Baltimore Unrest Sparks Nationwide Marches, Rallies

30 Apr 2015 | Author: | No comments yet »

Baltimore death sparks protests in New York, Boston.

NEW YORK (AP) — More than 100 people were arrested in New York City during a rally and march to protest the death of a Baltimore man critically injured in police custody. BALTIMORE — Thousands of people demonstrated in US East Coast cities on Wednesday demanding equal treatment for all by police, after a young African American died of injuries sustained in custody in Baltimore. The biggest show of people power was in Baltimore itself — epicenter of the latest racially tinged unrest to convulse the US — where several thousand mostly young demonstrators paralysed city blocks in a major rally through downtown to City Hall. Late Wednesday, The Washington Post reported that it had obtained a sealed police report, written by police, in which the second prisoner in the van purportedly said he could hear Gray “banging against the walls,” leading the unidentified prisoner to conclude Gray “was intentionally trying to injure himself.” The prisoner was in a different cell in the van and couldn’t see Gray.

Dozens of police officers moved in with plastic handcuffs and began making arrests while officers with batons pushed the crowd back onto the sidewalk A group of several hundredpeople had gathered in Union Square before starting off to march in different directions, picking up more demonstrators along the way and growing to more than 1,000 in number, according to NBC New York. On Friday, the Baltimore Police Department is turning over to state prosecutors the results of its internal investigation into Brown’s death, though the findings won’t be made public immediately. Denver Police Department said it used pepper spray and that eight men and three women were detained for offences including “resisting police, disobedience to lawful orders, obstructing roadways, and interference.” Nikea Ramsey, whose brother was shot and killed in an encounter with Boston police in 2012, told The Associated Press that: “Me and my family, we stand with Baltimore.

Plenty of people are skeptical about this leak. “We disagree with any implication that Freddie Gray severed his own spinal cord,” Gray family lawyer Jason Downs told The Post. “We question the accuracy of the police reports we’ve seen thus far, including the police report that says Mr. What appears to be a growing movement for change was focused on Baltimore, where a rally that started at the main train station included black and white demonstrators, some of them linking arms and chanting: “No justice, no peace!

No racists, no peace!” Many in the march were high school or college students. “We’re protesting (against) the ongoing injustices that police have perpetrated on black men particularly. She said that Gray was not put in a seatbelt because, despite his being handcuffed, “he still has his teeth and he still has his saliva,” the police “didn’t want to reach over him.” Peter Weber The 2,000 National Guard personnel who have flooded Baltimore this week kept a low profile and only small knots of demonstrators remained on the streets when a curfew swept into effect for a second night from 2am GMT to 9am GMT on Thursday.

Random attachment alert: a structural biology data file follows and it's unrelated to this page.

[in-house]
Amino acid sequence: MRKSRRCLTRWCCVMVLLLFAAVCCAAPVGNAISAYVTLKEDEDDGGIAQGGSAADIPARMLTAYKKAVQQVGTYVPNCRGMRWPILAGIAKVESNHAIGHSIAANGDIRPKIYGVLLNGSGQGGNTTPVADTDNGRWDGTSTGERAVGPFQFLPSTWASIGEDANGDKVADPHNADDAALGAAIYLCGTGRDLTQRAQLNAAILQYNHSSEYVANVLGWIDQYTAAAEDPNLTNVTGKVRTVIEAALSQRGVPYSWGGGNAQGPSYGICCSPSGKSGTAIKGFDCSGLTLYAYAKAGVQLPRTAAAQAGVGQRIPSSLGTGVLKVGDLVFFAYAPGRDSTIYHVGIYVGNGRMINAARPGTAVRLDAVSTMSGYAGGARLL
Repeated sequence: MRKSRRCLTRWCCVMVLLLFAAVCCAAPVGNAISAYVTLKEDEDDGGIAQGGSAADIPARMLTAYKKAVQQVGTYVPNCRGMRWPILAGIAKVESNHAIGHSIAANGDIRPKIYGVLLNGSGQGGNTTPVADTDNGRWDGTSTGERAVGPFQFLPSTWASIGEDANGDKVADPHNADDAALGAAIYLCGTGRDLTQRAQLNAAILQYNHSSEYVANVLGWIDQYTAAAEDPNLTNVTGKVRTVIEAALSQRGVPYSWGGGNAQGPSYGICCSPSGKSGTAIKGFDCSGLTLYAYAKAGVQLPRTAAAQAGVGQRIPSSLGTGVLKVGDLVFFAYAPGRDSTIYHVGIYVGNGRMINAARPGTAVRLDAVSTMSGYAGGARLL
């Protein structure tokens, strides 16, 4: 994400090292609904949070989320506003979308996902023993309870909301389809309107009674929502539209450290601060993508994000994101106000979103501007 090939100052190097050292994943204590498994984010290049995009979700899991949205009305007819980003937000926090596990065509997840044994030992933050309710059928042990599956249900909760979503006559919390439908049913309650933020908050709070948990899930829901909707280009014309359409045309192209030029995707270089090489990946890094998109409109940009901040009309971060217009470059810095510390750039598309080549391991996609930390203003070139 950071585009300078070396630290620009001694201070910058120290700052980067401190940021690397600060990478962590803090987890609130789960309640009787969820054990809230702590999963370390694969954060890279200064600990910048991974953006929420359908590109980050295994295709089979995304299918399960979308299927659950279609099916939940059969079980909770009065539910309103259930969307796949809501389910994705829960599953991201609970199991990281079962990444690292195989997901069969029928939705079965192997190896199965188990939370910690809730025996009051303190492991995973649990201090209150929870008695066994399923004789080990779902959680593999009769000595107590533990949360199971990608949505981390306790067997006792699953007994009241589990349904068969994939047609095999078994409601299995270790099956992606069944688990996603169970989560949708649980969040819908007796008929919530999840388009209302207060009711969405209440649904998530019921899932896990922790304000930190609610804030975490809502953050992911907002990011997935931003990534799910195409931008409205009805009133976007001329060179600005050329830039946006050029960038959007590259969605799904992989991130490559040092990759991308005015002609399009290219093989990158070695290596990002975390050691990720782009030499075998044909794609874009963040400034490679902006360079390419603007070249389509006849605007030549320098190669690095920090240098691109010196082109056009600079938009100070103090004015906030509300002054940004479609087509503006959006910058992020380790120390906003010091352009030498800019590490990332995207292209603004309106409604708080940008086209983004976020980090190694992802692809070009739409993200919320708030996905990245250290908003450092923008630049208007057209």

And a specially extended deadline for holding people without charge was expiring, so people had to be let go, Capt Eric Kowalczyk said, according to the Sun. The calm in Baltimore, for the second night running, was a far cry from the violence and looting which flared up there following the funeral of Freddie Gray on Monday.

Meanwhile, dozens of people arrested in earlier violent demonstrations in Baltimore were being released early Wednesday evening because police were unable to complete their paperwork in time, the state public defender’s office said. The releases were the result of a logjam for police who were scrambling to pull the necessary paperwork to file charges at the same time they were trying to keep peace on the city’s streets, Kowalczyk said. We’re not giving up on them.” Meanwhile, in Philadelphia, protesters planned Thursday afternoon to conduct a “Philly is Baltimore” demonstration at city hall. In August, a white policeman shot dead a black teenager in the St Louis suburb of Ferguson, triggering demonstrations in major US cities from Los Angeles to New York that were repeated when a grand jury declined to indict the officer.

The district attorney is not pressing charges, saying evidence indicates that Tate-Brown was reaching into his car for a loaded pistol, but a lawsuit filed Tuesday alleges that officers planted the gun. Maryland state governor Larry Hogan said he had been “very encouraged” by the previous 24 hours and said a semblance of normality was returning to Baltimore, a gritty city of 620,000 less than an hour’s drive from Washington. The large march initially met no resistance from police, but that swiftly changed as officers — who were deployed in significant numbers — moved in and made arrests. In Washington, there was a festive atmosphere as a well-organised march that peaked at about 1,000 ended at the White House, where protesters chanted and held signs reading: “Stop racist police terror.” Among the many startling images to emerge from Baltimore was that of an infuriated mother hitting her teenage son repeatedly for joining the demonstrations on Monday and dragging him away.

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